Sukuk Issuance hits record levels but potential remains for further growth

Sukuk are an increasingly popular means of raising money for governments and corporates, with issuance in 2021 running at unprecedented levels, yet demand remains far short of being met

  
Islamic finance background with calculator and rosary on the table. Image used for illustrative purpose.

Islamic finance background with calculator and rosary on the table. Image used for illustrative purpose.

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Global issuance reached $100 billion in the first half 2021, compared with $88.7 billion for the same period the year before, as issuance over the second quarter reached $57.4 billion for the first time, according to Refinitiv. The second quarter saw several big-ticket issuances, particularly a landmark issuance from Saudi Aramco that raised $6 billion, as well as sovereigns from Saudi Arabia, Turkey, Indonesia and Oman.

Issuers are increasingly turning to sukuk as they seek to diversify their funding and take advantage of a prolonged low interest-rate environment that is widening the return differential between developed and emerging markets. This allows issuers in the main Islamic financial markets to take advantage of lower costs of debt while tapping surging demand from investors hunting higher returns.

The sukuk market has grown rapidly over the past decade in tandem with growth in Islamic financial markets generally but also as the sukuk market has consistently generated stronger risk-adjusted returns than bonds from other emerging market countries, particularly during the pandemic.

On top of this, investors’ hunt for yield amid the current low interest rate environment has increased their appetite for risk, thereby raising the attractiveness of sukuk issuers that are rated below investment grade, such as the Malaysian, Turkish and Omani governments, which saw strong sales for their dollar sukuk issued during the second quarter. Investors are also being attracted to sukuk amid rising volatility in sovereigns such as Treasurys and British gilts. The global sell-off of bonds during the first half of 2021 encouraged many corporate and sovereign issuers to turn to Islamic finance markets, where most buyers are in it for the longer haul.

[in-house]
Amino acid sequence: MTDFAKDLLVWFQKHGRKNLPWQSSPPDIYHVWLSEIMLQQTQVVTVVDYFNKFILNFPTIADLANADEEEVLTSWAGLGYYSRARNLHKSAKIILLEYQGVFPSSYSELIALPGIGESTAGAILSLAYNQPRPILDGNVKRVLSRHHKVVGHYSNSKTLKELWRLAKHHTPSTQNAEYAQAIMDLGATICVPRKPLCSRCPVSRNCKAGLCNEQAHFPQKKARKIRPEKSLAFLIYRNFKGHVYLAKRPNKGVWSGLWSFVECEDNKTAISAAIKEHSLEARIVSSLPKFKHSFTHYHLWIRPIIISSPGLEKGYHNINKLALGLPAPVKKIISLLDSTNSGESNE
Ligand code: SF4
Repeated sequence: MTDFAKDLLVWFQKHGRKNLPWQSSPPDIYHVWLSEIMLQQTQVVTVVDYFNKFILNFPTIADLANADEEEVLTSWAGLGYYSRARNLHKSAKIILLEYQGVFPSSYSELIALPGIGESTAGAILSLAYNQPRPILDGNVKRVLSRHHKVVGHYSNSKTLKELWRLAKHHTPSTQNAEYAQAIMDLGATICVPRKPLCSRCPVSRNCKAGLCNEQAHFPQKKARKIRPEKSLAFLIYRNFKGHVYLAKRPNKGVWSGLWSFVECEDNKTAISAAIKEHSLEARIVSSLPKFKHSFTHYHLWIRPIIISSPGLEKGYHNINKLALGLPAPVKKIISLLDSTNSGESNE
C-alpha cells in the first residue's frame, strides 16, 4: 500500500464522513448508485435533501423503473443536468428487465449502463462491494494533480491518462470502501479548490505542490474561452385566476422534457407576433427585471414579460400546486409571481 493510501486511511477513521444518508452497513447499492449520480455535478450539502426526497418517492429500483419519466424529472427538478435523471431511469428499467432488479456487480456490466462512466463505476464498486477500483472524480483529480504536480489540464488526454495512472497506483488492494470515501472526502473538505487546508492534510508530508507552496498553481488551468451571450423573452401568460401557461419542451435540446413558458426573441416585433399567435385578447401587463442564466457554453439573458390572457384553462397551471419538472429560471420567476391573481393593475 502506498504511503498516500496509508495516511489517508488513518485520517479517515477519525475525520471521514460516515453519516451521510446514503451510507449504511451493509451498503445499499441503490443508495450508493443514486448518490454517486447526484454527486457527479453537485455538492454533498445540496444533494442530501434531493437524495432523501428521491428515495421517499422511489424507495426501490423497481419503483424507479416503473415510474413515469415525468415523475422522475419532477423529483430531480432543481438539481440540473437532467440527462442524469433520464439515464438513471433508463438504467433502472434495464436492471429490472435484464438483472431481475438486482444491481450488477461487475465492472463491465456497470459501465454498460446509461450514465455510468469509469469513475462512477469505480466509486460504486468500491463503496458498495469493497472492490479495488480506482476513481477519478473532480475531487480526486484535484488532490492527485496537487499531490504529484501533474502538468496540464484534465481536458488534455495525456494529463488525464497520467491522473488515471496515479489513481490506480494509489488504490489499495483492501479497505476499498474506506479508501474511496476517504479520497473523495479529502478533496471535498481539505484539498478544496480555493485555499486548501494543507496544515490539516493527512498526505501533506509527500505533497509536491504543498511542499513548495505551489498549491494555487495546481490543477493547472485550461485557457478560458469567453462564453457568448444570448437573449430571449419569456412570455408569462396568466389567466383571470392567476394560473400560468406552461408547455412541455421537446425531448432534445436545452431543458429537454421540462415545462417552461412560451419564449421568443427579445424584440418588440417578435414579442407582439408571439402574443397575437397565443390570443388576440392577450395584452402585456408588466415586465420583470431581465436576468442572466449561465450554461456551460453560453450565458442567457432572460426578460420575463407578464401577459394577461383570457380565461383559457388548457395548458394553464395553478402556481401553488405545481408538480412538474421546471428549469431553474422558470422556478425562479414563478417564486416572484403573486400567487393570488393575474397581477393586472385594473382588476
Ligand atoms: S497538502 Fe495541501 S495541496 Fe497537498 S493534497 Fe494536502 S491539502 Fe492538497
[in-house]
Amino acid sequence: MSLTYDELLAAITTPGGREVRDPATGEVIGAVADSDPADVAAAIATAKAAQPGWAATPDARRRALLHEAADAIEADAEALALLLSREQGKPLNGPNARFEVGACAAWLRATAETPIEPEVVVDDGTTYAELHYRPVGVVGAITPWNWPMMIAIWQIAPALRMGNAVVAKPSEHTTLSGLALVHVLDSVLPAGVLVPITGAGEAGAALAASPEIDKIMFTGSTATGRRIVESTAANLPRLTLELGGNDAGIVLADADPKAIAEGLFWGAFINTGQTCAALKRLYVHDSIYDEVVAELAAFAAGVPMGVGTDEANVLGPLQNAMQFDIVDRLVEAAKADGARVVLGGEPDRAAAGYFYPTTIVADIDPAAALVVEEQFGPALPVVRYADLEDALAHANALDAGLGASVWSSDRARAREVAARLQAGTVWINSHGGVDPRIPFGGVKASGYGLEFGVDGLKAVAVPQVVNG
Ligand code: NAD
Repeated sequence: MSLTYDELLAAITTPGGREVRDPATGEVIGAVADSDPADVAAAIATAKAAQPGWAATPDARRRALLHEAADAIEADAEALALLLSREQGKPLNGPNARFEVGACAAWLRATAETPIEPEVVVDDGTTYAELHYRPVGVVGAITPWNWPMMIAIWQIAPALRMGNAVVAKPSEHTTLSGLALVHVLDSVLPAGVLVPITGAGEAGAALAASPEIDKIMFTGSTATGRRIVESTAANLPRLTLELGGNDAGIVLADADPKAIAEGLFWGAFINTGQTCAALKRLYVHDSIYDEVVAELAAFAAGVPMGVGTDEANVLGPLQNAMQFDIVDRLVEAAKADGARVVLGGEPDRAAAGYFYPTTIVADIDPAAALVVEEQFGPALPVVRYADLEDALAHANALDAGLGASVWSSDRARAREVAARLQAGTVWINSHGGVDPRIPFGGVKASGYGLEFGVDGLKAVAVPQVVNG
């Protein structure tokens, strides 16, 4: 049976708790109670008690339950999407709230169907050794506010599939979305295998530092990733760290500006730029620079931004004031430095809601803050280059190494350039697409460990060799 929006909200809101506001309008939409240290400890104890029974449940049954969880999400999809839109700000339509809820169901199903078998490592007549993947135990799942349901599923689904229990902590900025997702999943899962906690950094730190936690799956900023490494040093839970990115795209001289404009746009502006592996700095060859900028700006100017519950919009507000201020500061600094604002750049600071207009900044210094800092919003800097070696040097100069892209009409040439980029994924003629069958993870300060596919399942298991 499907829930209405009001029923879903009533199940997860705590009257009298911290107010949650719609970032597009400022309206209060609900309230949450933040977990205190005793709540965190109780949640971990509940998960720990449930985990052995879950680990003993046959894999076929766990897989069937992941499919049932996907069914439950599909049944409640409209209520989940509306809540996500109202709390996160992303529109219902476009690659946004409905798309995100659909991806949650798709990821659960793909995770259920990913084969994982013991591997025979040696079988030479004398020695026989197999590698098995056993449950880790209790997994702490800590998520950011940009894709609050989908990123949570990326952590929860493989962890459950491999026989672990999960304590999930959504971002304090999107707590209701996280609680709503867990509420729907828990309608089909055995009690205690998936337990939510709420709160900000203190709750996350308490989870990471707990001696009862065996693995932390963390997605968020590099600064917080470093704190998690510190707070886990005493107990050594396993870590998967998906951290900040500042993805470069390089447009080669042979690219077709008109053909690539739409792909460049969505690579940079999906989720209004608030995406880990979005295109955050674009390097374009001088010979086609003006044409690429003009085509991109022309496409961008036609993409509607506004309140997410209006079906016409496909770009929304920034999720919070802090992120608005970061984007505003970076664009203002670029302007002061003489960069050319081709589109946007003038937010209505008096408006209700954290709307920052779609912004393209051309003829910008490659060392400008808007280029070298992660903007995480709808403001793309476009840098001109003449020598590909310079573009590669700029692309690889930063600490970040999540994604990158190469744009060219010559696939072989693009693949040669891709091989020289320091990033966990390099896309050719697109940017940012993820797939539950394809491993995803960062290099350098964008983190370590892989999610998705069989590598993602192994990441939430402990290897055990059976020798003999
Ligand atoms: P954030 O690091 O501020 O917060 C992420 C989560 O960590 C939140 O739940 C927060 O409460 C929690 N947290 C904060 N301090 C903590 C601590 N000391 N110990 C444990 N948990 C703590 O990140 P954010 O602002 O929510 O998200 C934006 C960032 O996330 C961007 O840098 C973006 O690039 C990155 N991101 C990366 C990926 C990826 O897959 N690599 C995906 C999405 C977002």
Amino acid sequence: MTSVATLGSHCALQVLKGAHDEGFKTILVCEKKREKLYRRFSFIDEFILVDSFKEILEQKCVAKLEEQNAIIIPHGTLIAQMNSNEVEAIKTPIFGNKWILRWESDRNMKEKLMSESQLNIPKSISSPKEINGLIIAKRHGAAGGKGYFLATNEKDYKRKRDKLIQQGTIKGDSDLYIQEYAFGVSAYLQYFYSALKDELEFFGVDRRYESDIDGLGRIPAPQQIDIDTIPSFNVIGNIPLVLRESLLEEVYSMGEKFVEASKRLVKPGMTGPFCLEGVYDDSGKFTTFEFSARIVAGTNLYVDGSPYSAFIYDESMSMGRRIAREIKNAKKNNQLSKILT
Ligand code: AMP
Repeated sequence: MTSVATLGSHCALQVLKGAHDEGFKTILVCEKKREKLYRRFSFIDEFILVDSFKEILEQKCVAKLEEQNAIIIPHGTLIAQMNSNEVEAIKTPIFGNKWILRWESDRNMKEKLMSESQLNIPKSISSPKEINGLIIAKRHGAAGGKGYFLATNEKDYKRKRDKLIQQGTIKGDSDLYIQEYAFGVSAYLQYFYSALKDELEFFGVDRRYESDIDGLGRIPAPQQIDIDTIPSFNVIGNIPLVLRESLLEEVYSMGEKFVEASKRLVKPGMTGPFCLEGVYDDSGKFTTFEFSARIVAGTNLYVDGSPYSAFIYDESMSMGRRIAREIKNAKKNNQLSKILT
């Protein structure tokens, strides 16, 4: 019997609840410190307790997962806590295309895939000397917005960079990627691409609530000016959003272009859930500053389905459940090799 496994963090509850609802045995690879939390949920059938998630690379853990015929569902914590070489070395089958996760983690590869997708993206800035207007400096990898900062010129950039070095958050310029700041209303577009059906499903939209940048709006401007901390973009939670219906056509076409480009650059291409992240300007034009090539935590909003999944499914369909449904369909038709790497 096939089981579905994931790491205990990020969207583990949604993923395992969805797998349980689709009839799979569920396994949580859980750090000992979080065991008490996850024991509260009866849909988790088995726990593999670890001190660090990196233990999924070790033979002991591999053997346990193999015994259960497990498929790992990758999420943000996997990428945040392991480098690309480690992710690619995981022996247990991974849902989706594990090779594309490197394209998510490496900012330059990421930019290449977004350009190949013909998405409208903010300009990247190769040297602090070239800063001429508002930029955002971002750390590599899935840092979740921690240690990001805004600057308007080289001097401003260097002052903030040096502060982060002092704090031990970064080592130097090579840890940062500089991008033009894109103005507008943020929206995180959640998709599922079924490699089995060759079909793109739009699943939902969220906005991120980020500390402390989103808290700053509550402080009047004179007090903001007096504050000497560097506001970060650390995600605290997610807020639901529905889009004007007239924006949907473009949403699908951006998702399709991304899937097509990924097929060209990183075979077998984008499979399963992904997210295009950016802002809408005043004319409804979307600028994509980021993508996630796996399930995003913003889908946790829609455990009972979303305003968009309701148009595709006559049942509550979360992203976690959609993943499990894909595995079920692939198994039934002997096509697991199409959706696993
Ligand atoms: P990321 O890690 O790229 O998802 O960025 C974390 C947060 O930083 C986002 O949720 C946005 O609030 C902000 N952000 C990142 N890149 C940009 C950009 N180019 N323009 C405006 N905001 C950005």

Despite this, sukuk issuance is still not meeting investor demand and total issuance remains dwarfed by that of conventional bonds. There remains a scarcity of high-quality investment products to meet the growing demand, and the relative immaturity of the market and difficulty for corporates in establishing a market presence will continue to weigh on issuance.

Although issuance is growing fast, most issuances remain large. One example of the enormous appetite for Shariah-compliant bonds was the issue in June of a $6 billion corporate sukuk from Saudi Aramco, which attracted an order book in excess of $60 billion. At the same time, Oman’s sub-investment grade $1.75 billion sukuk attracted orders totaling around $12 billon.

A broader array of sukuk products from smaller corporates could help to satiate the excess demand.  Bedord Row Capital in the UK, for example, has worked to issue sukuk in Muslim-majority countries for SMEs across a range of sectors such as shipping, mining, property, financial services and renewables.

Another area where sukuk issuance could be expanded to meet demand is in green sukuk, where demand is also growing for investment products designed for sustainability purposes. Growth in issuance volumes may be spectacular, but nowhere near as spectacular as it has been for conventional green bonds. Annual sukuk issuance increased 164% over the years 2010 to 2020, but this was heavily outrun by the 5,300% growth for green bonds over the same period. Sukuk are essentially ethical financial instruments, with an inherent focus on environmental and social concerns, meaning there is huge scope for governments and corporates to increase issuance of bonds such as green sukuk that tap into this fast-growing investor demand. Instead, many issuers have sold their sukuk only as an alternative to conventional bonds, missing the opportunity to emphasize their green and socially responsible credentials and tap into the ESG market.

Recent sukuk issuances that have emphasized their green credentials have met with strong investor demand. The Islamic Development Bank in March issued its $2.5 billion Sustainability Sukuk, which attracted strong demand from investors looking for value. In September, the first green sukuk issued by a Saudi corporation, received similarly strong interest. The $1.3 billion Shariah-compliant bonds issued by Saudi Electricity Company were heavily oversubscribed. Also, in April 2021 the Malaysian government issued the world’s first sovereign sukuk to fund sustainability projects. It issued $800 million of 10-year trust certificates as well as $500 million in 30-year trust certificates, with an initial target size of $1 billion. However, the offering was oversubscribed by 6.4 times.

With global sukuk issuance for the whole of 2021 forecast to reach a new record of around $180 billion, there is clearly much attention being paid to tapping into the huge global demand for this type of financial instrument, but there is just as clearly potential for much more.

© Special Contributions 2021

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